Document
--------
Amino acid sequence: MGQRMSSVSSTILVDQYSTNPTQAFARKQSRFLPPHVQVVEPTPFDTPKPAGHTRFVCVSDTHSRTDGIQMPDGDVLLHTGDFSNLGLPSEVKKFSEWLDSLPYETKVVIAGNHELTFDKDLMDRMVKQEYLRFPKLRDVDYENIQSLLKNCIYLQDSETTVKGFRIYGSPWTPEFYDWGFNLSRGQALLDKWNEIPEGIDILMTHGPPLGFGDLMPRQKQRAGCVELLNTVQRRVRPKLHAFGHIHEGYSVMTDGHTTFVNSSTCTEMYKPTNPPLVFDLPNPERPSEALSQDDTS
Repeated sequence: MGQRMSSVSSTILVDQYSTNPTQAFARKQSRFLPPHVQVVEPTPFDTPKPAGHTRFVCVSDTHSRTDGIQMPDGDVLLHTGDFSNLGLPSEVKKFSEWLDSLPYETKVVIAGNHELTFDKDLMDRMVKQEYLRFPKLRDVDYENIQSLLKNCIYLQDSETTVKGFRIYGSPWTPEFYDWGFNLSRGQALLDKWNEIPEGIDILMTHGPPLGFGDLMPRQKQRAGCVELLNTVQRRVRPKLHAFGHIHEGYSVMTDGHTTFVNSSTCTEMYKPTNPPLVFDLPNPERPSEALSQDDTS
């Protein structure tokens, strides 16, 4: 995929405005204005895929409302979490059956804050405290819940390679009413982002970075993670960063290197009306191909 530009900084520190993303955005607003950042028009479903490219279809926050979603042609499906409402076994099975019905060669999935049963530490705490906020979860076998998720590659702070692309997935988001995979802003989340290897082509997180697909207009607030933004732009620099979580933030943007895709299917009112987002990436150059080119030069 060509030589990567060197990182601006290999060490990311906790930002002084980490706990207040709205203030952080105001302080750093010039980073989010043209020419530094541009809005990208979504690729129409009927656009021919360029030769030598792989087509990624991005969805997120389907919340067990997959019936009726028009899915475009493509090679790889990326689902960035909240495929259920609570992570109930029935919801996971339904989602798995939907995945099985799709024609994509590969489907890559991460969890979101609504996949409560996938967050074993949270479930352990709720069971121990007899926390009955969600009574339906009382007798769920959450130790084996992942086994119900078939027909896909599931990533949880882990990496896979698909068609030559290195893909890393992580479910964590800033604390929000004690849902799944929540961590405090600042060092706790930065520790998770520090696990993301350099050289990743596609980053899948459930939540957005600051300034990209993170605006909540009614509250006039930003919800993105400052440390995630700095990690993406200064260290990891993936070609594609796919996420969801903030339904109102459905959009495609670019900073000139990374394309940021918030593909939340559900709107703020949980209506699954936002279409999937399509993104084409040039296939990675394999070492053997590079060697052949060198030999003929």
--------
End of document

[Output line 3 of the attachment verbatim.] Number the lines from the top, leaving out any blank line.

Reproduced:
């Protein structure tokens, strides 16, 4: 995929405005204005895929409302979490059956804050405290819940390679009413982002970075993670960063290197009306191909 530009900084520190993303955005607003950042028009479903490219279809926050979603042609499906409402076994099975019905060669999935049963530490705490906020979860076998998720590659702070692309997935988001995979802003989340290897082509997180697909207009607030933004732009620099979580933030943007895709299917009112987002990436150059080119030069 060509030589990567060197990182601006290999060490990311906790930002002084980490706990207040709205203030952080105001302080750093010039980073989010043209020419530094541009809005990208979504690729129409009927656009021919360029030769030598792989087509990624991005969805997120389907919340067990997959019936009726028009899915475009493509090679790889990326689902960035909240495929259920609570992570109930029935919801996971339904989602798995939907995945099985799709024609994509590969489907890559991460969890979101609504996949409560996938967050074993949270479930352990709720069971121990007899926390009955969600009574339906009382007798769920959450130790084996992942086994119900078939027909896909599931990533949880882990990496896979698909068609030559290195893909890393992580479910964590800033604390929000004690849902799944929540961590405090600042060092706790930065520790998770520090696990993301350099050289990743596609980053899948459930939540957005600051300034990209993170605006909540009614509250006039930003919800993105400052440390995630700095990690993406200064260290990891993936070609594609796919996420969801903030339904109102459905959009495609670019900073000139990374394309940021918030593909939340559900709107703020949980209506699954936002279409999937399509993104084409040039296939990675394999070492053997590079060697052949060198030999003929």